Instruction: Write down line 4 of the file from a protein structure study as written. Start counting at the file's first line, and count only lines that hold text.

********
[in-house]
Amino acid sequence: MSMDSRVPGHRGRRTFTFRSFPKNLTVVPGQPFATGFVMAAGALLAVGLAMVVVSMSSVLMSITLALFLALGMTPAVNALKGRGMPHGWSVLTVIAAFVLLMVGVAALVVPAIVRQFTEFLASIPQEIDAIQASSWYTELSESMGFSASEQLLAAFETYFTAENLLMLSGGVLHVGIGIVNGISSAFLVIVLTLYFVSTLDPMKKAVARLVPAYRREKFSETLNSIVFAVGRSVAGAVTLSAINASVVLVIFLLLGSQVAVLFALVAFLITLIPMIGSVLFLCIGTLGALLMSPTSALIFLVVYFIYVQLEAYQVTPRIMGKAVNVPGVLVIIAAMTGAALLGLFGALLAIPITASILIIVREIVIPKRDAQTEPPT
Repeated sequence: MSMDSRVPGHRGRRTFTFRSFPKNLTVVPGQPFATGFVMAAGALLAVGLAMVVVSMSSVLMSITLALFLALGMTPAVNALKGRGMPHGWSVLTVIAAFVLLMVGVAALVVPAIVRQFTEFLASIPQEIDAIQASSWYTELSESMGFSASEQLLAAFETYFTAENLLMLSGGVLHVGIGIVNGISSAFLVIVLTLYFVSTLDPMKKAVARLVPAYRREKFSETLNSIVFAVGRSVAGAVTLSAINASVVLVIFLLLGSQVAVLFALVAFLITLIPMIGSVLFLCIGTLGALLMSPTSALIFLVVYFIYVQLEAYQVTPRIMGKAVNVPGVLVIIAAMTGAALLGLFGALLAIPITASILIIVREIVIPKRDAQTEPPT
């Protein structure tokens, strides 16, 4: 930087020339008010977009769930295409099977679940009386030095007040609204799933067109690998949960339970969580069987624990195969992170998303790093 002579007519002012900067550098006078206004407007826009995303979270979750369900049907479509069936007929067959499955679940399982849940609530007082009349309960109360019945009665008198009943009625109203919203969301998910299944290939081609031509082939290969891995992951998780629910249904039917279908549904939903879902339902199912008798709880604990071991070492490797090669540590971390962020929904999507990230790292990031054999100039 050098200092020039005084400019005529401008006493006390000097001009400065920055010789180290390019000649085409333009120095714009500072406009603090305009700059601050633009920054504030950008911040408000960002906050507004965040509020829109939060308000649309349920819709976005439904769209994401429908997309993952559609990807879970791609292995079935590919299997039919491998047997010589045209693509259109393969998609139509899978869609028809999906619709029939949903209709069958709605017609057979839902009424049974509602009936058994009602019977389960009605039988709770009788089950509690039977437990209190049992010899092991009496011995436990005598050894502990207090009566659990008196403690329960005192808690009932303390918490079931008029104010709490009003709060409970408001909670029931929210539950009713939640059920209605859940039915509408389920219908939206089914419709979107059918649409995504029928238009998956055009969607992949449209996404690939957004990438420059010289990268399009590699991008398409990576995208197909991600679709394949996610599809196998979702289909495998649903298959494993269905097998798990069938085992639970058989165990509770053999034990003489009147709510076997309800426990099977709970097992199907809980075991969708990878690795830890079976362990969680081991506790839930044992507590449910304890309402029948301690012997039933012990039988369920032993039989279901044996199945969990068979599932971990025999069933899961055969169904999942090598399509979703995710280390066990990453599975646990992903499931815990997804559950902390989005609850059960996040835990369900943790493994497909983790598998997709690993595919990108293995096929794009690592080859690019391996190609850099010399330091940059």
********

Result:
């Protein structure tokens, strides 16, 4: 930087020339008010977009769930295409099977679940009386030095007040609204799933067109690998949960339970969580069987624990195969992170998303790093 002579007519002012900067550098006078206004407007826009995303979270979750369900049907479509069936007929067959499955679940399982849940609530007082009349309960109360019945009665008198009943009625109203919203969301998910299944290939081609031509082939290969891995992951998780629910249904039917279908549904939903879902339902199912008798709880604990071991070492490797090669540590971390962020929904999507990230790292990031054999100039 050098200092020039005084400019005529401008006493006390000097001009400065920055010789180290390019000649085409333009120095714009500072406009603090305009700059601050633009920054504030950008911040408000960002906050507004965040509020829109939060308000649309349920819709976005439904769209994401429908997309993952559609990807879970791609292995079935590919299997039919491998047997010589045209693509259109393969998609139509899978869609028809999906619709029939949903209709069958709605017609057979839902009424049974509602009936058994009602019977389960009605039988709770009788089950509690039977437990209190049992010899092991009496011995436990005598050894502990207090009566659990008196403690329960005192808690009932303390918490079931008029104010709490009003709060409970408001909670029931929210539950009713939640059920209605859940039915509408389920219908939206089914419709979107059918649409995504029928238009998956055009969607992949449209996404690939957004990438420059010289990268399009590699991008398409990576995208197909991600679709394949996610599809196998979702289909495998649903298959494993269905097998798990069938085992639970058989165990509770053999034990003489009147709510076997309800426990099977709970097992199907809980075991969708990878690795830890079976362990969680081991506790839930044992507590449910304890309402029948301690012997039933012990039988369920032993039989279901044996199945969990068979599932971990025999069933899961055969169904999942090598399509979703995710280390066990990453599975646990992903499931815990997804559950902390989005609850059960996040835990369900943790493994497909983790598998997709690993595919990108293995096929794009690592080859690019391996190609850099010399330091940059």